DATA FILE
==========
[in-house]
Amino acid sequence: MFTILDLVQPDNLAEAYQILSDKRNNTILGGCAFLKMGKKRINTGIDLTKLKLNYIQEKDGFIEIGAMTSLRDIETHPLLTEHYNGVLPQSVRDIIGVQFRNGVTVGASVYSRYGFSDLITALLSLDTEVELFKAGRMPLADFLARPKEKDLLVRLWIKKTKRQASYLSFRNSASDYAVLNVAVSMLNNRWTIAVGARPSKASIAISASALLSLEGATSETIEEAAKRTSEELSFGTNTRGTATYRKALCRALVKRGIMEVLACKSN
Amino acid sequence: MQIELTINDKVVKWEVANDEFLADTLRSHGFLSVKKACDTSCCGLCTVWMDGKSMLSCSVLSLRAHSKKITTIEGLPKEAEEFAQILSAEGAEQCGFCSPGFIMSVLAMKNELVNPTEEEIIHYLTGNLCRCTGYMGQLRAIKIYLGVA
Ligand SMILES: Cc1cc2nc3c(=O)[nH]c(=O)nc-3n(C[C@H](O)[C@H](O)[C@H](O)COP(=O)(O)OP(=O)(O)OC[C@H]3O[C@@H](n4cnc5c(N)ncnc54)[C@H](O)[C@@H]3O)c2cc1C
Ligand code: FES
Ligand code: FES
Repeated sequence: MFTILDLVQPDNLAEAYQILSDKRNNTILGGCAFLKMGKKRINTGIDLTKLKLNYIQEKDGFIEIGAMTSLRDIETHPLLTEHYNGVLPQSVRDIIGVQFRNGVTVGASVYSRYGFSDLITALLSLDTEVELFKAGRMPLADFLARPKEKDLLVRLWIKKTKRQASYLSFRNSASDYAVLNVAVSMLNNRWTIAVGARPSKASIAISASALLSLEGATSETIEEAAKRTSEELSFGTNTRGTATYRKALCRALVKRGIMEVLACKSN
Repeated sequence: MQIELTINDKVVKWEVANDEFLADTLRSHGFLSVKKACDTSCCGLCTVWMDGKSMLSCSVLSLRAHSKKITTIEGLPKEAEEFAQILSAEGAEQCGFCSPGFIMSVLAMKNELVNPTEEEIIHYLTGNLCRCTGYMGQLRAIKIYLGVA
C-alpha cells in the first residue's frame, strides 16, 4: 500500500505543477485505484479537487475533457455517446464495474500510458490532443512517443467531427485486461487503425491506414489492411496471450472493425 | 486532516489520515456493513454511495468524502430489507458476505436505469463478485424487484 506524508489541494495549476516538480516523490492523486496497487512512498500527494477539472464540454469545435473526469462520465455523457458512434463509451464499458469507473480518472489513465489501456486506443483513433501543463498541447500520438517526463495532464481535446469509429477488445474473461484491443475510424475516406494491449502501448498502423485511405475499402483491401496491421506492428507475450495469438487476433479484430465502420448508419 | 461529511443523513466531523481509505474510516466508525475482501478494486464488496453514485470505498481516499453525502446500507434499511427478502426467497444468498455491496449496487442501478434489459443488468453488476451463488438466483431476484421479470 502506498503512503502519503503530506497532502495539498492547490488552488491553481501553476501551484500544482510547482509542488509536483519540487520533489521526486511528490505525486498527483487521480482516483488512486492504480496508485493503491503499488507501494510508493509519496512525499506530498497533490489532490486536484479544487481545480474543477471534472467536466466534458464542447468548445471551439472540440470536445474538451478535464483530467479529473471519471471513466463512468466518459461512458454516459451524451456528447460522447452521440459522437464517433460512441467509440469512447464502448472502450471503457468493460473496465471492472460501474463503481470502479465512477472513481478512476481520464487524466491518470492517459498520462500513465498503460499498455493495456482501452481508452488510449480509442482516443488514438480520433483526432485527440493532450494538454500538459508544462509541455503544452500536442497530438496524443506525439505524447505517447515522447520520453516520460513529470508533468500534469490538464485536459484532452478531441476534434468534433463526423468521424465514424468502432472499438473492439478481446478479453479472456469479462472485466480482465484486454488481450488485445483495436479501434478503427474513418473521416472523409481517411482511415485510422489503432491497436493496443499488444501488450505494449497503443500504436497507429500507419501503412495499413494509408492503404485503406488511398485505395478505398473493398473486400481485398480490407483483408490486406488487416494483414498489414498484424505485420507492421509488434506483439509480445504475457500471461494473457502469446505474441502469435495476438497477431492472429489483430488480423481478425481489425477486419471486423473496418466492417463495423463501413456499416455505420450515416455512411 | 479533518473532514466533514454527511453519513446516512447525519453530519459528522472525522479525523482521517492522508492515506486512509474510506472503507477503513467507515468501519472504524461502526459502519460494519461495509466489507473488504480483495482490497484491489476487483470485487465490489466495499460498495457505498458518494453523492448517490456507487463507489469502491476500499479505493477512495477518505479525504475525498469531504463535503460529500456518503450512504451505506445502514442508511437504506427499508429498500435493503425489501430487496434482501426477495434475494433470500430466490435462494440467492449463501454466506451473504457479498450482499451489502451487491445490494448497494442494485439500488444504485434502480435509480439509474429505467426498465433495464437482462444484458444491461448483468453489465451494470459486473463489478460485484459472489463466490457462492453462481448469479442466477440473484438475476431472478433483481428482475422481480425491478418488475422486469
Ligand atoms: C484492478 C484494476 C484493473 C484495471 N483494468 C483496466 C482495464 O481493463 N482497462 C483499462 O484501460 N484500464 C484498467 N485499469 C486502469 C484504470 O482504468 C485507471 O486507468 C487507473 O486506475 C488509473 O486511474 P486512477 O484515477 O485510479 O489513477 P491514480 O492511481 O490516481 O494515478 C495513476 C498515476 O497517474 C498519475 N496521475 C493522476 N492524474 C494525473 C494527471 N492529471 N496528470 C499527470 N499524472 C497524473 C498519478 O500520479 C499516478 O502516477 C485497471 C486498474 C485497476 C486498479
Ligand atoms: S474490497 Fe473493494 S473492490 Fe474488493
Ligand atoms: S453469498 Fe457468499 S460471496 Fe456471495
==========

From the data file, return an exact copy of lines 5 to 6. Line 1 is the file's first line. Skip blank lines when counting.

Ligand code: FES
Ligand code: FES